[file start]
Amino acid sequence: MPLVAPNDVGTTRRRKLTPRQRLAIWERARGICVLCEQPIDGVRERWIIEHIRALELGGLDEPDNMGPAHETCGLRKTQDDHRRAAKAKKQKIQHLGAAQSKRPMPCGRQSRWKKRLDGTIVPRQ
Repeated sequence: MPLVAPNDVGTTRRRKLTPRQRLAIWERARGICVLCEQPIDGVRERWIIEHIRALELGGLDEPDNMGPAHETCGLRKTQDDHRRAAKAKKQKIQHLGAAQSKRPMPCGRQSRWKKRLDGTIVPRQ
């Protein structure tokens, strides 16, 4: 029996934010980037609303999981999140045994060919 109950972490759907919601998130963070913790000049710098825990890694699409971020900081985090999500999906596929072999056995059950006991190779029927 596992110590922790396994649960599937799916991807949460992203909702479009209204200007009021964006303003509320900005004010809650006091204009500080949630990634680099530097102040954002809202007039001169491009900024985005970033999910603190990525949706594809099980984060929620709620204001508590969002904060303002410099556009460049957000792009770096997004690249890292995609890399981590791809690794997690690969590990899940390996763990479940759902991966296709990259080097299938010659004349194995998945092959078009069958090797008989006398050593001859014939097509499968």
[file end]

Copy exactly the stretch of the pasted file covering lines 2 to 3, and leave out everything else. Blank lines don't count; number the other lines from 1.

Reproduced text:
Repeated sequence: MPLVAPNDVGTTRRRKLTPRQRLAIWERARGICVLCEQPIDGVRERWIIEHIRALELGGLDEPDNMGPAHETCGLRKTQDDHRRAAKAKKQKIQHLGAAQSKRPMPCGRQSRWKKRLDGTIVPRQ
């Protein structure tokens, strides 16, 4: 029996934010980037609303999981999140045994060919 109950972490759907919601998130963070913790000049710098825990890694699409971020900081985090999500999906596929072999056995059950006991190779029927 596992110590922790396994649960599937799916991807949460992203909702479009209204200007009021964006303003509320900005004010809650006091204009500080949630990634680099530097102040954002809202007039001169491009900024985005970033999910603190990525949706594809099980984060929620709620204001508590969002904060303002410099556009460049957000792009770096997004690249890292995609890399981590791809690794997690690969590990899940390996763990479940759902991966296709990259080097299938010659004349194995998945092959078009069958090797008989006398050593001859014939097509499968």